Patients with SMA thrombosis present with the gradual onset of abdominal pain and distension. A history of postprandial abdominal pain and weight loss in those with symptoms of chronic mesenteric ischemia can be elicited in fewer than half of cases. Finding subjective complaints that are well out of proportion to the physical findings is characteristic. Nausea and vomiting found in mesenteric arterial occlusion has been attributed to ischemic gastroparesis. As a result, patients with severe nausea and vomiting may have decreased-to-no bowel sounds secondary to this process, without peritoneal findings. These patients usually present later than patients with acute mesenteric insufficiency secondary to embolization, and they may well have had pain for 12-24 hours. Patients frequently will have physical findings consistent with peripheral vascular disease, such as carotid, femoral, or abdominal bruits, or decreased-to-absent peripheral pulses. Again, massive abdominal distension, absent bowel sounds, muscular guarding, rebound and localized tenderness, and rigidity indicate advanced necrosis of bowel.6,15,20
Mesenteric Venous Thrombosis. The mean age of presentation ranges from 48-60, but intestinal ischemia secondary to MVT can occur at any age.21-23 AMI itself is rare and ischemia secondary to MVT accounts for only 5-15% of cases. A few significant clinical factors should be emphasized. MVT occurs in a younger patient population, and the mortality rate is lower than the other causes of AMI, ranging from 20-50%.6,24 MVT has been traditionally classified as either primary (unknown etiology) or secondary to a predisposing condition. (See Table 2.) Primary MVT accounts for approximately 20% and secondary thrombosis for approximately 80% of cases. Hypercoagulable states associated with MVT include polycythemia vera, myeloproliferative disorders, antithrombin III deficiency, protein C and S deficiencies, DVT, malignancy, estrogen therapy, and pregnancy. One study of 30 patients with MVT secondary to hypercoagulable states noted polycythemia vera as the most common etiology, comprising 35% of the cases.21 Portomesenteric venous thrombosis occurs in patients with portal hypertension, cirrhosis, and following sclerotherapy for esophageal varices. Intra-abdominal inflammatory conditions such as pancreatitis, diverticulitis, appendicitis, peritonitis, abscesses and ileocolitis have all been shown to cause MVT. Additionally, up to 60% of patients with MVT have a history of peripheral deep venous thrombosis.6,21-29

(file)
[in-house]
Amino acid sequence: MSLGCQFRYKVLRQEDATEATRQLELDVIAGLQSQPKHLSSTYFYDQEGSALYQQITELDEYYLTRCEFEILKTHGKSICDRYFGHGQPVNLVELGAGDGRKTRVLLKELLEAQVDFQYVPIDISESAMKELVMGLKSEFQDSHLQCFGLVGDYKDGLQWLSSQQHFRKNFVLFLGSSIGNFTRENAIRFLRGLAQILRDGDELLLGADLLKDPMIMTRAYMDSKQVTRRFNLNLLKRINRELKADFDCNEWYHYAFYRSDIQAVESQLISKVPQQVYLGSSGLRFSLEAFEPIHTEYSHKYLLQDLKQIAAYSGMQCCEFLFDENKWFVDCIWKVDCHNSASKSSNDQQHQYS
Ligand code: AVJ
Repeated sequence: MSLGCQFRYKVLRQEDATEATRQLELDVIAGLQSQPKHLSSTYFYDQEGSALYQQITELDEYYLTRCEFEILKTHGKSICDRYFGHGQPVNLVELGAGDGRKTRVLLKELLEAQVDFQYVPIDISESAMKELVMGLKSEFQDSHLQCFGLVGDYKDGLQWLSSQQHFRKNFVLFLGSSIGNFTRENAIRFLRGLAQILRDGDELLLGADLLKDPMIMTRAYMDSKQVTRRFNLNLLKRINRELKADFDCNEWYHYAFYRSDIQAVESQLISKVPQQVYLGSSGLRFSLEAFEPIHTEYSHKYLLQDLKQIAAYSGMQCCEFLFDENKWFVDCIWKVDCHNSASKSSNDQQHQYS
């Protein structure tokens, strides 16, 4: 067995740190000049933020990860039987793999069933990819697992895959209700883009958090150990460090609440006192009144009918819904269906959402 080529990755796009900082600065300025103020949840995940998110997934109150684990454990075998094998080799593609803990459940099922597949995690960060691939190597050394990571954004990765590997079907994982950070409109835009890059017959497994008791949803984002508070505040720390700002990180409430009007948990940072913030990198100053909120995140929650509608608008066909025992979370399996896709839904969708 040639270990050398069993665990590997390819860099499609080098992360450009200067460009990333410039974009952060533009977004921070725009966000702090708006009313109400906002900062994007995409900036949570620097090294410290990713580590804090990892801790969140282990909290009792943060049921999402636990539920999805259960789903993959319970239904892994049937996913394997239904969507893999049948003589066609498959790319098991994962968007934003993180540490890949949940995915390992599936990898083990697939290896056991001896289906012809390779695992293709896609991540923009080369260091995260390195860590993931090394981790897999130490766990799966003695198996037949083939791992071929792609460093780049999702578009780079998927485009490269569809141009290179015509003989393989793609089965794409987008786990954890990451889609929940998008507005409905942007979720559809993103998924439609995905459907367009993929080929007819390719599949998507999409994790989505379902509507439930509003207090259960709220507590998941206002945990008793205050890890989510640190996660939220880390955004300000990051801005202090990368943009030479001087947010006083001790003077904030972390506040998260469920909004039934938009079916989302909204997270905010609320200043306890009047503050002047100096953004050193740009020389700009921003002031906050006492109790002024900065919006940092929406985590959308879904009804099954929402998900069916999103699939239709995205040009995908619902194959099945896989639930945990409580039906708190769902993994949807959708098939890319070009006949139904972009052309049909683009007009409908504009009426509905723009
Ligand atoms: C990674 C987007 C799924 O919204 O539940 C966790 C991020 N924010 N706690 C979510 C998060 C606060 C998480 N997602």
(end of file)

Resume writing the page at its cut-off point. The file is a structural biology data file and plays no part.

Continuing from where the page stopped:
Inadequate venous drainage results in massive vascular congestion and fluid sequestration, which can lead to hypovolemia, hemoconcentration, and, eventually, if untreated, cardiovascular collapse. Mesenteric arterial vasospasm uniformly coexists with venous occlusion and persists despite resolution of the occlusion. Portal vein thrombosis can produce esophageal varices and splenomegaly and can present as hematemesis or an upper gastrointestinal bleed. Splenic vein thrombosis, as seen after splenectomy or in pancreatic inflammatory conditions, may present as an upper GI bleed with varices within the stomach but without intestinal ischemia. Superior mesenteric vein thrombosis will result in small intestinal ischemia, and inferior mesenteric vein thrombosis is usually of no consequence.22,23,29